Aside from helping to launch policies focused on families, harassment, and discrimination, the office researches aspects of climate and faculty satisfaction. In spring 2020, data will be available from a three-year effort with the Collaborative on Academic Careers in Higher Education at the Harvard Graduate School of Education, in which anonymous exit interviews will help shed light on why women are leaving their positions.
The Office for Inclusion and Culture, meanwhile, offers programs and events supporting the advancement of women in medicine and science throughout their careers.
For instance, the annual Tana Grady-Weliky, MD, Lecture on Women and Diversity in Medicine hosts nationally known figures in academic medicine to focus on issues of importance to women and others from underrepresented groups in medicine. In 2020, Deborah German, MD (Res ’79)—an alumna of the internal medicine residency—will be the keynote speaker.
Other examples include the program Developing from Within: Exploring and Enhancing Choices for Mid-Career Women Faculty; a series for junior women faculty titled Strategic Career Advancement: Conversations with a Former Chair; Women’s Wednesday Workshops, led by graduates of Drexel’s ELAM program; half-day career development seminars; and networking events.
In addition, affiliations with national organizations such as the American Council on Education’s Women’s Network, which advances and supports women in higher-education careers, offer faculty and staff opportunities for growth.
More men should step up to call out bias and better understand where representation falls short, given that they’re the ones who dominate positions of power, advises John P. Cullen, PhD, director of Diversity and Inclusion at the University of Rochester’s Clinical and Translational Science Institute and assistant director of the University of Rochester’s Susan B. Anthony Center.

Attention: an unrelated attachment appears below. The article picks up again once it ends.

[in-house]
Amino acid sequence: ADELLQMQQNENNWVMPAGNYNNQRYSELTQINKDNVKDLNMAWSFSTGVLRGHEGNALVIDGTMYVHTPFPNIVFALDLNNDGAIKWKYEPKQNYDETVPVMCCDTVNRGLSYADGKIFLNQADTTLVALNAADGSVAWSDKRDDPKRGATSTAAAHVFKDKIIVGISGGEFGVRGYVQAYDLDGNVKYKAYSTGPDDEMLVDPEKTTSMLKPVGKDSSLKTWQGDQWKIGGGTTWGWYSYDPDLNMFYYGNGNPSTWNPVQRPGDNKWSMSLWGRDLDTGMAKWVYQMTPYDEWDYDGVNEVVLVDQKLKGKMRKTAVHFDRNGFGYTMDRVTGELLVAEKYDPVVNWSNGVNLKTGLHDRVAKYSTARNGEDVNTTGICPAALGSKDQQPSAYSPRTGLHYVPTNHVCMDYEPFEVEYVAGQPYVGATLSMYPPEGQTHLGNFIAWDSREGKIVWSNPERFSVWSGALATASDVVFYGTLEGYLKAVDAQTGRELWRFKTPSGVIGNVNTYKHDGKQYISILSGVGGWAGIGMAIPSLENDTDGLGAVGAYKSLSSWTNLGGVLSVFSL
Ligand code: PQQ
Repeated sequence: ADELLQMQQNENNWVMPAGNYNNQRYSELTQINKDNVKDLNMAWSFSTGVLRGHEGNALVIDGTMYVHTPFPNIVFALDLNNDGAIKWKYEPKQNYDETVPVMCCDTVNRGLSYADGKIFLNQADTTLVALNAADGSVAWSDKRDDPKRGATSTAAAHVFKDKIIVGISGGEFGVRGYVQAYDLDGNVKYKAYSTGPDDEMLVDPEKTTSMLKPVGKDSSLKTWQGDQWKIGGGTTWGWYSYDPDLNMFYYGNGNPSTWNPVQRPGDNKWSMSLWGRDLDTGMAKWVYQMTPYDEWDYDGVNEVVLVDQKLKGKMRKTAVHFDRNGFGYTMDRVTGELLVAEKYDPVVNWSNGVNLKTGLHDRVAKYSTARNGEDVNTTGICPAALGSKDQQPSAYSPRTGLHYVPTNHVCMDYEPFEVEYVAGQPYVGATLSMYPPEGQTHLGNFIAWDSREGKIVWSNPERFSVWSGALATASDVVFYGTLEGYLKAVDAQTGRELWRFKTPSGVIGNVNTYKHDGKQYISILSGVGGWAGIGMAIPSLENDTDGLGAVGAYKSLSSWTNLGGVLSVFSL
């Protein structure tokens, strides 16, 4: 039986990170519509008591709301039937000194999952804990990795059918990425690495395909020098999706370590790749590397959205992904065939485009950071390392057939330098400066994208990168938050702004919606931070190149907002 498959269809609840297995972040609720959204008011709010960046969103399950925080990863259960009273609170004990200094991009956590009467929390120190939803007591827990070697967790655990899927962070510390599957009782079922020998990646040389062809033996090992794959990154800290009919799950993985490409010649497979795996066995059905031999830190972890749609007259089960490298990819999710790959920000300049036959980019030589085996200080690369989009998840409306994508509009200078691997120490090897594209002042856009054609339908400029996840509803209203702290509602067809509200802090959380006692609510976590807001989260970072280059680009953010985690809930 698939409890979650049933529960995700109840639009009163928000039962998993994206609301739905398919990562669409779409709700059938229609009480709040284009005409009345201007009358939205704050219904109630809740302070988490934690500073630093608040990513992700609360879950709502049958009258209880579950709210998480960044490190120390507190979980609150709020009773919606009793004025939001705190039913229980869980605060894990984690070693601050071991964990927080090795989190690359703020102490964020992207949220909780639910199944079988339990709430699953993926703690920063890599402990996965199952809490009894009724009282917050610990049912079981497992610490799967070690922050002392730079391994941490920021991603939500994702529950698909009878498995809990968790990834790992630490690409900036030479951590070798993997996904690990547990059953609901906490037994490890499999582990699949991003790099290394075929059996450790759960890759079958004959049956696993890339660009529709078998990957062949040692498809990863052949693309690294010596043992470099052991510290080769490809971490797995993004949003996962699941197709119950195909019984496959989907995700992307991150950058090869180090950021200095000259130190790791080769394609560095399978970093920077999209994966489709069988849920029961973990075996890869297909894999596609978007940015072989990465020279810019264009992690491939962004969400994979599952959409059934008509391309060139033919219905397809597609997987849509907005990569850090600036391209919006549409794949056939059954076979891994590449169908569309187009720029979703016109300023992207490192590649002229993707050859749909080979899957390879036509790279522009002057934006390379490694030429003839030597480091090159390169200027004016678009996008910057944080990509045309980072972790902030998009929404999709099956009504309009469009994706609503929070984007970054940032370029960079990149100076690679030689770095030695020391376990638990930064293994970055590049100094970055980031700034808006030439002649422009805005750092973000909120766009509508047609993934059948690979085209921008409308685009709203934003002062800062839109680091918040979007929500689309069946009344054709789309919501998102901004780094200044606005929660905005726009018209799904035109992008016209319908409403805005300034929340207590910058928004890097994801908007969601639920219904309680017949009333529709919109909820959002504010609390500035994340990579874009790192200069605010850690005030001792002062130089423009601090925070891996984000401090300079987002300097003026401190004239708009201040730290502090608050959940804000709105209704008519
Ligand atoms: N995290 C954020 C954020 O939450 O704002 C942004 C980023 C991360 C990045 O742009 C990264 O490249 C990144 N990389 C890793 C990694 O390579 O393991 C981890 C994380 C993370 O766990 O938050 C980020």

According to research on unconscious bias, male applicants are rated as more competent, hireable, and deserving, than females with identical experience.
“In my opinion, it shouldn’t always be up to the group that is oppressed or marginalized to take on the fight by themselves,” Cullen says. “I use my privilege as a man, and a white man, to advocate for equity. The work is slow, and it’s going to be slow.
But we are not going to shift the needle quickly enough until we get men involved. They have a responsibility to do this.”
For his perspectives on male allyship and the need to support women in academic biomedical research, AAMC, in November 2017, Cullen in to its Group on Women in Medicine and Science Steering Committee—the man to be selected to join the group.
“We often go into a room and see who has a seat at the table, but it’s more important to flip that and see who doesn’t have a seat at the table,” Cullen says. “Maybe there are women in the room, but are there women of color? Then the next part of this is, even if they have a seat at the table, do they have a voice? Are they being heard?”
Chaudron, chair of the AAMC GWIMS Steering Committee, praises Mark B. Taubman, MD, URMC CEO and dean of the School of Medicine and Dentistry, for his part in helping to answer these questions.
“There are always places we can improve,” she says, “but his clear commitment to gender equity and academic advancement has really sent a message to people that this is important and we need to address it head-on.”